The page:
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Refugee Status as a Possible Risk Factor for Childhood Enuresis

Marija Jurković
Igor Tomašković
Mirna Tomašković
Branka Smital Zore
Ivan Pavić
5 and
Andrea Cvitković Roić
Faculty of Medicine, J. J. Strossmayer University, 31000 Osijek, Croatia
Department of Pediatrics, Vinkovci General County Hospital, 32100 Vinkovci, Croatia
Department of Urology, Sisters of Mercy University Hospital Center, 10000 Zagreb, Croatia
Special Hospital for Protection of Children with Neurodevelopmental and Motor Disorders, Goljak, 10000 Zagreb, Croatia
Zagreb Children’s Hospital, University of Zagreb School of Medicine, 10000 Zagreb, Croatia
Author to whom correspondence should be addressed.
Int. J. Environ. Res. Public Health 2019, 16(7), 1293;
Submission received: 9 March 2019 / Revised: 8 April 2019 / Accepted: 10 April 2019 / Published: 11 April 2019
(This article belongs to the Section Children's Health)


This study investigated the influence of refugee status on the occurrence of enuresis. It was performed among school children aged 6 to 11 years and their parents in the Vukovarsko-srijemska County (eastern Croatia), which had many displaced persons and refugees (mostly women and children) in the 1990s due to the wars in Croatia and Bosnia and Herzegovina. A specially designed questionnaire (about the child’s age and gender, the child’s enuresis history and that of the parents, and data on parental refugee status in childhood) was completed by one of the parents. Adequate data were collected for 3046 children. The prevalence of enuresis among the studied children was quite low (2.3%) but the prevalence distribution according to gender, the decline by age, and the higher odds ratio for paternal enuresis were in line with the results of other studies. The prevalence of parental enuresis in childhood was higher than their children’s enuresis (mothers: 5.8%, fathers: 3.6%, p < 0.001), and significantly higher among parents who had been refugees (mothers: p = 0.001, fathers: p = 0.04). Parental refugee status had no influence on the children’s enuresis. The results suggest that refugee status is a risk factor for the occurrence of enuresis in childhood.

1. Introduction

As defined by the International Children’s Continence Society, enuresis is any type of wetting episode that occurs in discrete amounts during sleep in children aged 5 or older after ruling out organic causes [1]. Almost to the end of the last century, nocturnal enuresis was considered to be a psychiatric/psychological disorder but the view has shifted towards somatic factors. Pathogenetically, most cases of nocturnal enuresis are the result of nocturnal polyuria or nocturnal detrusor over-activity, both combined with a high arousal threshold [2].
According to the current view, psychological problems may be a consequence, rather than the cause of enuresis, due to the distress and loss of self-esteem that are frequently reported [3]. This has been supported by studies that reported improvement in these problems after successful treatment of nocturnal enuresis [4,5]. On the other hand, there are studies where associations between psychological problems in early childhood and increased odds of nocturnal enuresis after the age of 5 were found [6]. It seems that environmental factors, including stressors in early childhood, could have an important role in its etiology. A possible mechanism is the suppressed release of antidiuretic hormones by the stress hormone cortisone which leads to polyuria [7].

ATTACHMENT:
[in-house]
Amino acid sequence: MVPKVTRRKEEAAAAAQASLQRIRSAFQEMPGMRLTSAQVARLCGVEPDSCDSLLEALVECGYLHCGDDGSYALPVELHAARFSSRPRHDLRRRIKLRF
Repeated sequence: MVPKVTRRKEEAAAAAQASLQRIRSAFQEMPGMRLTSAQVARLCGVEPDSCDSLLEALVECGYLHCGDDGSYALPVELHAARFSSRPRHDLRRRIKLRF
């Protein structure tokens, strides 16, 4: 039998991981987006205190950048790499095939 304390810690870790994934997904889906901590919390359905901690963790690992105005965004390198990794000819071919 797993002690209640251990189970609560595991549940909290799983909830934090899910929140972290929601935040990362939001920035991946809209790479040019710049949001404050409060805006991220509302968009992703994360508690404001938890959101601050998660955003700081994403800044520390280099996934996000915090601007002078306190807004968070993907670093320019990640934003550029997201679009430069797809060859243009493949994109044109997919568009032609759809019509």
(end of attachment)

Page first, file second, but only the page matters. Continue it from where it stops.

Although some authors claim that psychological problems are overrated in the etiology of nocturnal enuresis, even they admit that psychological stress or trauma may be relevant, but only in a small subgroup of children with secondary nocturnal enuresis (relapse of enuresis after at least 6 months’ dry period) [2].
In earlier studies, most of the stressors examined were connected with family situations (the death or serious injury of a parent, financial problems, the birth of a sibling, or parental divorce or separation) [8]. More interest regarding the connection between enuresis and war stressors has arisen recently amongst refugees from war-torn areas in the Middle East and Asia, although this interest all originates from a single study group [9,10,11].
In the early 1990’s, Europe experienced a refugee crisis of an extent and scale not seen since the Second World War. Up until October 1992, approximately 2.5 million people from the former Yugoslavia were forced to leave their homes due to the threat of war or occupation. The Geneva Convention defines a refugee as a person who has a “well-founded fear of persecution for reasons of race, religion, nationality, membership of particular social group, or political opinion” (UNHCR 1951). In Croatia, a formal distinction was also made between displaced persons (individuals who were forced to leave their homes but remained within the borders of Croatia) and refugees (persons who fled their homes but crossed a state borders). Croatia took in the highest number of refugees in the region. In September 1992, there were almost 650,000 displaced persons and refugees in Croatia. The number of displaced and refugee children exceeded 100,000 [12].